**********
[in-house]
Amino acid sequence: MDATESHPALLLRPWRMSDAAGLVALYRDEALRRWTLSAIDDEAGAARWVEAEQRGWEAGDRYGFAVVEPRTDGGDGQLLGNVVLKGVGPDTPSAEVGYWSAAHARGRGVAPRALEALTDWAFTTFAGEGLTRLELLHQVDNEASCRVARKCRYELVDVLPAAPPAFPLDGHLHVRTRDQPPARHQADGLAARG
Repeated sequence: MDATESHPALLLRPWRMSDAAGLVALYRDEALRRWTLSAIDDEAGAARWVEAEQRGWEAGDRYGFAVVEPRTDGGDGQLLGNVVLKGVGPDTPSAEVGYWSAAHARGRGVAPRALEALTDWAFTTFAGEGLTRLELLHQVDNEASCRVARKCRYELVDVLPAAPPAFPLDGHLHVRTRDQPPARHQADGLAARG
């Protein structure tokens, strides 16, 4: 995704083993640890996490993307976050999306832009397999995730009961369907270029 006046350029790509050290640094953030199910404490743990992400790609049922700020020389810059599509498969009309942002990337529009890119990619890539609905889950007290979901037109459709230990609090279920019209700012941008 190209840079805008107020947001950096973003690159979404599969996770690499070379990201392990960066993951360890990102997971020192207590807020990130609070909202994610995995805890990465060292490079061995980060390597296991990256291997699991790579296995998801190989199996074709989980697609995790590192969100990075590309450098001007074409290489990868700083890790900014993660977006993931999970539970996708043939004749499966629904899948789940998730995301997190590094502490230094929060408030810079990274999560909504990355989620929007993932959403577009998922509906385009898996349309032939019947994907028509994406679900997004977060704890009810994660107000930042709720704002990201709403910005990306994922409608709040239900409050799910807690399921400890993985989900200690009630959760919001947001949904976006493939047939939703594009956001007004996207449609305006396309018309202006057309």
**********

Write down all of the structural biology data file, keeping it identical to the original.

[in-house]
Amino acid sequence: MDATESHPALLLRPWRMSDAAGLVALYRDEALRRWTLSAIDDEAGAARWVEAEQRGWEAGDRYGFAVVEPRTDGGDGQLLGNVVLKGVGPDTPSAEVGYWSAAHARGRGVAPRALEALTDWAFTTFAGEGLTRLELLHQVDNEASCRVARKCRYELVDVLPAAPPAFPLDGHLHVRTRDQPPARHQADGLAARG
Repeated sequence: MDATESHPALLLRPWRMSDAAGLVALYRDEALRRWTLSAIDDEAGAARWVEAEQRGWEAGDRYGFAVVEPRTDGGDGQLLGNVVLKGVGPDTPSAEVGYWSAAHARGRGVAPRALEALTDWAFTTFAGEGLTRLELLHQVDNEASCRVARKCRYELVDVLPAAPPAFPLDGHLHVRTRDQPPARHQADGLAARG
């Protein structure tokens, strides 16, 4: 995704083993640890996490993307976050999306832009397999995730009961369907270029 006046350029790509050290640094953030199910404490743990992400790609049922700020020389810059599509498969009309942002990337529009890119990619890539609905889950007290979901037109459709230990609090279920019209700012941008 190209840079805008107020947001950096973003690159979404599969996770690499070379990201392990960066993951360890990102997971020192207590807020990130609070909202994610995995805890990465060292490079061995980060390597296991990256291997699991790579296995998801190989199996074709989980697609995790590192969100990075590309450098001007074409290489990868700083890790900014993660977006993931999970539970996708043939004749499966629904899948789940998730995301997190590094502490230094929060408030810079990274999560909504990355989620929007993932959403577009998922509906385009898996349309032939019947994907028509994406679900997004977060704890009810994660107000930042709720704002990201709403910005990306994922409608709040239900409050799910807690399921400890993985989900200690009630959760919001947001949904976006493939047939939703594009956001007004996207449609305006396309018309202006057309």